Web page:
Monday, September 14, 2009

Creatures: A Short RL Diversion

I recently found myself in the great swamp that is central Florida. This area of the country is home to countless creatures, including alligators, cockroaches that look like mutant escapees from a 1950s anti-atomic power science fiction movie, fire ants, enormous spiders, and birds of all shapes and sizes.

As an aside, I learned an important lesson on this trip: when walking to a room five floors up, keep a tight grip on the room key card, lest it sail over the balcony and land in dense shrubbery, never to be seen again. At least I provided a great deal of amusement to two children and several adults.

Above: a Mariott property in Orlando, near Sea World. Shot taken from a fifth-floor balcony.

It is also home to some more exotic creatures, such as this little guy, seen in situ above a store in Downtown Disney:

Another creature, not unique to Orlando by any means, is the Margaritaville chain of watering holes. They're not terribly good, nor cheap, the wait is always long, and the drinks aren't all that good. (As one might infer, this was not my choice of destination.)

Boy, those people at Margaritaville sure know how important it is to get the kids liquored up so the adults can have a good time:

Nota bene to any child services people reading this: she's not my kid, and she was served no alcohol. Empty margarita glass used for entertainment purposes only.

Meanwhile, we contemplated the sign below for quite some time, ultimately concluding that it seemed like good advice:

Speaking of alcohol and minors, what does the phrase "tequila bar" say to you? Does it say "place that serves tequila" or "gee, let's take several children under the age of three to have lunch here"? Madam, I know it's Epcot, but, really, does every place have to cater to your children?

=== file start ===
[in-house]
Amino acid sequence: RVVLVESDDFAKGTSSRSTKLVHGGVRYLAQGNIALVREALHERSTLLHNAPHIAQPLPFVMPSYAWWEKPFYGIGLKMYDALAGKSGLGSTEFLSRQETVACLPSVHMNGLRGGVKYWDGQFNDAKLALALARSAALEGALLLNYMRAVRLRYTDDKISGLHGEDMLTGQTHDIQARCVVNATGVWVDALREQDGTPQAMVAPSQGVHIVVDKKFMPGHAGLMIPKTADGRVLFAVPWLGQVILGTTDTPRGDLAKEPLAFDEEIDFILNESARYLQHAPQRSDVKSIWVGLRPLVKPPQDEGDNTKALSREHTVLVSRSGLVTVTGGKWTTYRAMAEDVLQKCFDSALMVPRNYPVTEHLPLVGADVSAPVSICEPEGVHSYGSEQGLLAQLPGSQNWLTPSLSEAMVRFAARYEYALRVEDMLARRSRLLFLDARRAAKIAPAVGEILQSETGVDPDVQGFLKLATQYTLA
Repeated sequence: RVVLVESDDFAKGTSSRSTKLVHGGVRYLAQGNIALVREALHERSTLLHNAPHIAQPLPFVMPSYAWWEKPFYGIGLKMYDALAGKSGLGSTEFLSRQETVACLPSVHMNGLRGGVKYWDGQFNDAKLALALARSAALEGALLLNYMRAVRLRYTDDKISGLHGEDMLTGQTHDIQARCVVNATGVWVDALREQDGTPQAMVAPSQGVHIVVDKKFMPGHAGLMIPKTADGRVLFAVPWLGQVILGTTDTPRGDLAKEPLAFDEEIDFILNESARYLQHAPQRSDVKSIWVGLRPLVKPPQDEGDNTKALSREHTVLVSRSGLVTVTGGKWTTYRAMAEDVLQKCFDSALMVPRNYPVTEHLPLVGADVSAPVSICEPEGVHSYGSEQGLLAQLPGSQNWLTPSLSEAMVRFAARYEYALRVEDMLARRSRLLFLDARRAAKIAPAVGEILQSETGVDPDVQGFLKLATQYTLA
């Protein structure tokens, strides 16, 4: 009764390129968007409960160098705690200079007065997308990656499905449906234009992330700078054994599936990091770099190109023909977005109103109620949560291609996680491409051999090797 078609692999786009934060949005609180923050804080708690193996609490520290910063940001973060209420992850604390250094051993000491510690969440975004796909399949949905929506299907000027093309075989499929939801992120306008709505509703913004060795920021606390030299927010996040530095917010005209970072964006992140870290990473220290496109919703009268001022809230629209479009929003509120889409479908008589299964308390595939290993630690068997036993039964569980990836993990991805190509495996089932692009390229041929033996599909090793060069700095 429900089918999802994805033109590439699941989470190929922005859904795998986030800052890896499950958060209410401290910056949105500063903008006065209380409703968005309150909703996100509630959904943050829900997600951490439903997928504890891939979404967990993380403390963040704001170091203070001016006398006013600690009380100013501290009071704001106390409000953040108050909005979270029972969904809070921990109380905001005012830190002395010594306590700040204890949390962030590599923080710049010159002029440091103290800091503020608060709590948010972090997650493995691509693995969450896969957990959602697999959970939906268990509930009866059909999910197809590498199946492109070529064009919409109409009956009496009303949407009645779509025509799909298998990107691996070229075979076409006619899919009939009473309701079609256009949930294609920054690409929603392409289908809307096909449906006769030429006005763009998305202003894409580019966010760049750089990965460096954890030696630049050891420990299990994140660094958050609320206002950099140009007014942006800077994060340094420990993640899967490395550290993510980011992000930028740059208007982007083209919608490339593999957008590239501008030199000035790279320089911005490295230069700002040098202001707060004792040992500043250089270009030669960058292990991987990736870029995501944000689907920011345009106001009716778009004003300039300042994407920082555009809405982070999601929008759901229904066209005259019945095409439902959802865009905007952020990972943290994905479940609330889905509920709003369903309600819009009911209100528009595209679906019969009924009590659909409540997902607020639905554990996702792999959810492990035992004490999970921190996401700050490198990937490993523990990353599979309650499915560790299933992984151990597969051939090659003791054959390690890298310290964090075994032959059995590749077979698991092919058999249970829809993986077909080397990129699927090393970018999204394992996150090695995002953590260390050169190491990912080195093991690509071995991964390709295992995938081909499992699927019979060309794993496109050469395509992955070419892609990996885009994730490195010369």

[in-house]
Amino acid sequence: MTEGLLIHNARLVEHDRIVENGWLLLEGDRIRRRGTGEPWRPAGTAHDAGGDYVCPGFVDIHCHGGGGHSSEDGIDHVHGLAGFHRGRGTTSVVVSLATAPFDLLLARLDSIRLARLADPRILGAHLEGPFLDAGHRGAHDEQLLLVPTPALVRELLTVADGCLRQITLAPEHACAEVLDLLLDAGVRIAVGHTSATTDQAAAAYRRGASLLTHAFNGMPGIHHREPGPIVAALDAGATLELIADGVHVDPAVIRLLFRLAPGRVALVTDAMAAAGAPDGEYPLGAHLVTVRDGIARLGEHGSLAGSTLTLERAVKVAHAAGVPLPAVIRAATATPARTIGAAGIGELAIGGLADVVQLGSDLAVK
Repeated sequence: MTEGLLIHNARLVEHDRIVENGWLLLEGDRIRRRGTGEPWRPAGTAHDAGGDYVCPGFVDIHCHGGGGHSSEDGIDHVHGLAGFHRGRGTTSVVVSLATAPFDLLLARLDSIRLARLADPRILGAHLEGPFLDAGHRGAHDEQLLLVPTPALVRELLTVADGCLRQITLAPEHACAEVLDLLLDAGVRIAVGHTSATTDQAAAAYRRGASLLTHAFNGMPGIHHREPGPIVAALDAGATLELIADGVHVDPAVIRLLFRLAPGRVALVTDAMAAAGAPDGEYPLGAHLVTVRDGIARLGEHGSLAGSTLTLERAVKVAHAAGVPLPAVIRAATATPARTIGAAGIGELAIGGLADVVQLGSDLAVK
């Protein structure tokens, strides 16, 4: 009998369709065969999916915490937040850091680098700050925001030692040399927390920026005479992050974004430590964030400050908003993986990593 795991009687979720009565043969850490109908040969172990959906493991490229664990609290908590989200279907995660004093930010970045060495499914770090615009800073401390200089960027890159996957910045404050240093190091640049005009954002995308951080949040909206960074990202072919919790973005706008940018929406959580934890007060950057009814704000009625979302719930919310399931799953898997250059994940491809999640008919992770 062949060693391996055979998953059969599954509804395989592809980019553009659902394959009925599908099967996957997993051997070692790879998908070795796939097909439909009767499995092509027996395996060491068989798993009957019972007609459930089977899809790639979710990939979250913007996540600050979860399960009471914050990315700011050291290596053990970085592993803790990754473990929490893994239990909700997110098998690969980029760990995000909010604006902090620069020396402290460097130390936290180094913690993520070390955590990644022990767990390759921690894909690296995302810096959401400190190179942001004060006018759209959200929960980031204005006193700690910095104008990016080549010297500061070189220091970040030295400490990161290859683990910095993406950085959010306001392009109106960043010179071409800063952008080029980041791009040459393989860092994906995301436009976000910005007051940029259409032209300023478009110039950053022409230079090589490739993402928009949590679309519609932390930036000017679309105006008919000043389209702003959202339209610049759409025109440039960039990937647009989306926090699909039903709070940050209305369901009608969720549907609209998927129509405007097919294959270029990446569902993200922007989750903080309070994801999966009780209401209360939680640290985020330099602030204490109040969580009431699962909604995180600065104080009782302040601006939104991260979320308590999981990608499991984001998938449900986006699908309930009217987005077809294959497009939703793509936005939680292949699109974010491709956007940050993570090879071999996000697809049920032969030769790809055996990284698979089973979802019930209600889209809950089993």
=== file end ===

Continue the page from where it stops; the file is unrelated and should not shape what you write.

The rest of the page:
The highlight of the trip was our shark dive at Sea World. Two people at a time squeeze into wet suits - for anyone who has never had the pleasure, it's like wearing a girdle as outerwear; to say it isn't figure-flattering is an understatement - and enter a shark cage. Oxygen-filled helmets are tethered to an external air supply (so the whole experience can be done without getting one's hair wet). The cage takes a thirty-minute trip from one end of the tank to the other and back again, during which time clear plexiglass separates visitor from a few dozen predators. (As the shark says, "Let's do lunch.") The beasts are perfectly willing to come visit the cage, so one can get close and fairly personal with a half-dozen species of shark. As an added benefit, the tank is indoors, and the water in the tank is about 52 degrees, which makes the experience particularly nice when it's 92 degrees and close to 100% humidity outdoors. Shamu, eat your heart out!

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